Gateway Commercial Finance

How to Record Invoice Factoring Transactions in 3 Easy Steps – Accounting

Bookkeeping for Invoice Factoring Transactions

Is your business or your clients factoring accounts receivables? Learn to easily perform the appropriate accounting journal entries for invoice factoring transactions.


This blog post is designed to aid with the appropriate accounting treatment related to the factoring of receivables with recourse between a Factoring Company (a.k.a Factor) and Your Business.

recording factoring transactions

Below I provide a three-step example.

  • In Step One, there is a detailed example of the initial sale of receivables owned by Your Business and the subsequent accounting treatment.
  • In Step Two, we have the accounting treatment related to the associated factoring fees and sales discounts taken by customers for timely payments to you, for example, the 2% discount taken when bills are paid within ten days of the invoice date.
  • Finally, in Step Three, I exemplify the settlement of the sold receivables from Step One.

Note: Please be aware this example is basic and does not go into all of the transactions that impact the asset account on your business’s books, “ Due from Factor.” However, this step-by-step example will provide a solid starting point that your accountant or QuickBooks professional can use to record the transactions associated with invoice factoring appropriately.

Let’s begin with our example.

Let us pretend your business has $100,000 of accounts receivables outstanding and needs cash to start a new project, make payroll, increase working capital, etc.

As a result of your cash needs, the decision is made to sell your receivables, commonly known as factoring your receivables, with a factoring company.

After engaging in a factoring agreement with a Factoring Company, you are ready to sell your $100,000 of outstanding receivables.

bookkeeping receivable factoring

You agree to the following as part of the contract between Your Business and the Factor.

  • The Factoring Company assesses a finance charge of 3%.
  • The Factoring Company will retain 20% of the gross accounts receivable purchased as a reserve account. Your accountant will record this account on your company’s books as an asset account called “Due from Factor.”
  • Your Business handles all returned goods, allowances, and disputes concerning shipments and products sold to customers.
  • In collecting cash, the Factoring Company acknowledges sales discounts but charges the cost of acknowledged sales discounts to the asset account, “Due from Factor.”

Here Are This Example’s Assumptions:

  • 3% Financing Fee
  • 20% Reserve Requirement
  • Sales Discounts= $5,000 during the cash collection
  • Fees= $1000

Factoring Transactions Bookkeeping Step One

In the first step, Your Business will receive $77,000 in cash from the Factoring Company and record a “Loss on the Sale” of the receivables for $3,000 as a result of the initial 3% financing fee charged by the Factoring Company on the total amount of the gross receivables purchased.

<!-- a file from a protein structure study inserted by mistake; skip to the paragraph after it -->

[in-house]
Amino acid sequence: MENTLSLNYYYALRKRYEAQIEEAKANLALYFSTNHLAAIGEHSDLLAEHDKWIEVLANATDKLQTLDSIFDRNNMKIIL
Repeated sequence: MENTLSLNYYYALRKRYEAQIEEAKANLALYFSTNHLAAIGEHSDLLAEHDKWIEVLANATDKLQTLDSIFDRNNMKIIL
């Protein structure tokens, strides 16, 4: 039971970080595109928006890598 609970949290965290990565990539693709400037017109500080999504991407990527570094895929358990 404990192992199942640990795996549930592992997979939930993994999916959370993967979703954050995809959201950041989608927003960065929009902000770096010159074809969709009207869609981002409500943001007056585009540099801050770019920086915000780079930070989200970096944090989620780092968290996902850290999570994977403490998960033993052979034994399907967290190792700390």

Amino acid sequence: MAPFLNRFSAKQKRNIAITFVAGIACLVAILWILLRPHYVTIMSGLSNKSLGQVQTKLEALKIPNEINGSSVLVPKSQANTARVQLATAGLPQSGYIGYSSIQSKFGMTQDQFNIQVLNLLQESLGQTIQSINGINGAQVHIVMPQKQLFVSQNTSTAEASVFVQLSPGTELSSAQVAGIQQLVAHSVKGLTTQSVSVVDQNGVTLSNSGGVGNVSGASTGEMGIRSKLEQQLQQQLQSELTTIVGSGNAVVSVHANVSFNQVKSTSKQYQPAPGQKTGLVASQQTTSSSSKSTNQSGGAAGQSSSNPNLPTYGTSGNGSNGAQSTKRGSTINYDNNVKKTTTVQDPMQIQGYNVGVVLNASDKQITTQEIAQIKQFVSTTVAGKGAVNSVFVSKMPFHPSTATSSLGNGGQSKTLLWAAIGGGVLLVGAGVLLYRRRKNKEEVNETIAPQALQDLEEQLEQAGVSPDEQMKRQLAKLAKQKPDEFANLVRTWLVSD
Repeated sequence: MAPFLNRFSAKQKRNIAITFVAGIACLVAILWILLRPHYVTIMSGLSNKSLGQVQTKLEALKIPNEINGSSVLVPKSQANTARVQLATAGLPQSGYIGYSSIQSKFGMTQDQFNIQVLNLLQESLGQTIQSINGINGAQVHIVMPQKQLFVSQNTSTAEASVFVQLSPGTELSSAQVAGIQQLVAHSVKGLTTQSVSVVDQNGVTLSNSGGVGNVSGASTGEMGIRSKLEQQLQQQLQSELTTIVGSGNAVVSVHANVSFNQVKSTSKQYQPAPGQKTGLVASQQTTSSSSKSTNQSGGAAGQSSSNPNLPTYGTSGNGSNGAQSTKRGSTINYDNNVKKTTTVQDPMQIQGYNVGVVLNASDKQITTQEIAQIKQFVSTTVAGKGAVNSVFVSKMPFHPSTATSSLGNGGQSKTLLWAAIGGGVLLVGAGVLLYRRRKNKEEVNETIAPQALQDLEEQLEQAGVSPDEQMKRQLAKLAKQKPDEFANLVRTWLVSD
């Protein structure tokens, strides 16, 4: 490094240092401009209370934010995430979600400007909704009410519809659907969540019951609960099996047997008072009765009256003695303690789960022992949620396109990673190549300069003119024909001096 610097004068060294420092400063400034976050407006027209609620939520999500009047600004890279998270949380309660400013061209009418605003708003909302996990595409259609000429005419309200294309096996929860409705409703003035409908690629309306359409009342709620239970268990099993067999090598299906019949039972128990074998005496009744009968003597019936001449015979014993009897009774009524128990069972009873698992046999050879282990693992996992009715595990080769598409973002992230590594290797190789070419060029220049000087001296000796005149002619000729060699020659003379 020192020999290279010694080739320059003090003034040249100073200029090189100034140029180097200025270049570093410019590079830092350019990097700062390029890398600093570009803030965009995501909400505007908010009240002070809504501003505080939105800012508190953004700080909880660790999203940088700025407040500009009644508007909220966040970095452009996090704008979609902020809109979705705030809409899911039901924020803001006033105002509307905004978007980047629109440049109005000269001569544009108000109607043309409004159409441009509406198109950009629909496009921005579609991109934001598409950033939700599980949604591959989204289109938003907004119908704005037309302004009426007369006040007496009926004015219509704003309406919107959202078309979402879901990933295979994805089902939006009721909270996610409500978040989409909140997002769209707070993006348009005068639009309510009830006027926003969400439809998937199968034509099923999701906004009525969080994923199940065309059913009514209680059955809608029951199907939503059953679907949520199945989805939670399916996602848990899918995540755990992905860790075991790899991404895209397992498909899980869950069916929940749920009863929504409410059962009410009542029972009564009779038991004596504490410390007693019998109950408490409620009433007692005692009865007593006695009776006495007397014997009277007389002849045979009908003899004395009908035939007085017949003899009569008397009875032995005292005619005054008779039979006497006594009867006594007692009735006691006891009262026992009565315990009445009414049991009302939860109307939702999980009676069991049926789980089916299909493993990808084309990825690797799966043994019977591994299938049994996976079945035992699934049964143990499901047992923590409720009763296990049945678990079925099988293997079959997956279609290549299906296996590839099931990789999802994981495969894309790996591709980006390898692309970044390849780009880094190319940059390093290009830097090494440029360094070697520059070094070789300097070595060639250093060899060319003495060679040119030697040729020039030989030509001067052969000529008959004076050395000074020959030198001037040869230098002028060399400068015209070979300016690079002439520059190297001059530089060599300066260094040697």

invoice factoring bookkeeping step one

The Factoring Company owns the receivable accounts you just sold to the Factor.

As a result, your accountant/bookkeeper will take the receivables off your books with a credit entry for the gross amount of receivables sold to the Factoring Company.

Further, Your Business will record a “Due from Factor” asset account for $20,000 when receivables are sold to the Factoring Company. This represents the Reserve amount established with the Factoring Company ($100,000 * 20% Reserve Requirement).

Factoring Transactions Bookkeeping Step Two

Transactions during January resulted in cash collections of $90,000, sales discounts of $5,000, and factoring fees of $1000.

In Step Two, Your Business will reduce the asset account “Due from Factor” by a total of $6,000, which results from sales discounts of $5,000 taken by customers of your business and from $1,000 in fees charged to Your Business by the Factoring Company.

invoice factoring bookkeeping step two

Note: This is just an example. The actual make-up of fees charged to Your Business by the Factoring Company is specific to the terms of the contract between you and the factor, and they are out of the scope of this article.

Factoring Transactions Bookkeeping Step Three

Final Settlement of the account between Your Business and the Factoring Company on January 31st

Finally, in Step Three, the Factoring Company has collected the final payment for all receivables sold by Your Business in Step One.

At settlement, the Factoring Company will remit, in cash, the remainder of the liability account due your business minus any applicable fees.

Accordingly, Your Business will increase/debit cash for the remainder distributed by the Factoring Company and reduce/credit the asset account, “due from factor,” by the same amount the cash account was increased or debited.

invoice factoring bookkeeping step three

*Please be aware that your business absorbs the cost of sales discounts, sales returns, allowances, and any uncollectible accounts.

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